Mark Graban, a long-standing Lean advocate and author, has an excellent podcast, which has over 200 editions. In a recent podcast edition, he re-posted a recording of his interview with a health care technology programme. In the course of the interview, he commented that ‘problems are treasure’. This chimed with me. I’ve heard this said as ‘problems are gold’ – but I like Graban’s turn of phrase, which captures the true value of identifying problems in the system.
Either way, this feels counter-intuitive – but it cuts to the heart of how services are managed. Health services are a large proportion of Government expenditure, and politicians understandably take a keen interest in their operation.
Many politicians feel that targets are part of the answer. This is reasonable. Health services cost a great deal of money, they matter to people, and those of us who work in them should be accountable for what we do.
So far, so good. In some cases, however, there are blatantly unhelpful responses to targets. NHS examples include ‘hello nurses’ in the 1990’s, when the A&E waiting time target could be met – well, by saying ‘hello‘, rather than by speeding up treatment. More recently, there were concerns in England that treatment time targets encouraged hospitals to ‘stack’ patients in ambulances outside A&E Departments rather than bring them in to the building, which would have started the clock ticking on the treatment target.This reveals people who feel they will be blamed.
Lean is a combination of methods, management approach and philosophy. Part of the shift in thinking is to focus on understanding rather than blame – asking ‘why‘ rather than ‘who‘. Managers need to understand problems, and they need to know that they exist. If people feel that they will be blamed, or punished, then they may conceal problems or work around them. They are certainly likely to avoid publicising them.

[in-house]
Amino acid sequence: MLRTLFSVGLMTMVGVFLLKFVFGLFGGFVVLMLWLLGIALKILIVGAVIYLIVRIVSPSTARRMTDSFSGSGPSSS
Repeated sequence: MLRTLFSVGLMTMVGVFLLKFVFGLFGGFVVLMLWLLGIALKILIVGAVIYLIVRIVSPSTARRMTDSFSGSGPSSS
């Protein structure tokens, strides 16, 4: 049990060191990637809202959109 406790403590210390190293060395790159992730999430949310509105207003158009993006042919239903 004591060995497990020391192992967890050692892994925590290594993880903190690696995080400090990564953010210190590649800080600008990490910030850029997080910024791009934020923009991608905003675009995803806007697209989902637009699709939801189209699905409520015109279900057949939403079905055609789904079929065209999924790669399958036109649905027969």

Problems are, however, an important part of continuous improvement. Paradoxically, they become even more important as systems improve. When a system is truly chaotic, it can be difficult to work out what is disrupting the flow, because it is very difficult to see what is happening. As systems improve, and flow becomes relatively smooth, it is easier to see problems. I use the analogy of a Highland stream: when rainfall is heavy, and the water is rolling and tumbling, it’s impossible to see barriers to flow in the stream. When the volume drops a little, it is easier to see the rocks and boulders, the pools and eddies. Problems in a health service therefore become the keys to where the blockages lie, where the information swirls, and where the processes pause.
If staff are to reveal problems in a timely manner, they have to have faith in the response. Everyone understands that individual errors occur, but the key is trying to work out what causes errors. Managers have to show that they are interested, that they begin from the assumption that staff want to do a good job, and that they want to reach a shared understanding of the problem. Staff very quickly recognise whether a manager’s behaviour is aligned to their stated values, or not. When managers conspicuously welcome being informed of problems, listen thoughtfully, ask why the problem occurs, and work alongside staff to identify solutions, then the likelihood of future reporting increases markedly.
Managers cannot control government targets, but they can control how they react to problems in their own service, and the approach they take. No system is perfect, and working closer to perfection depends on identifying problems in systems and responding to them in a positive and engaged way. This, in turn, relies on moving away from a search for blame to a search for understanding the cause of problems, and doing it consistently over time.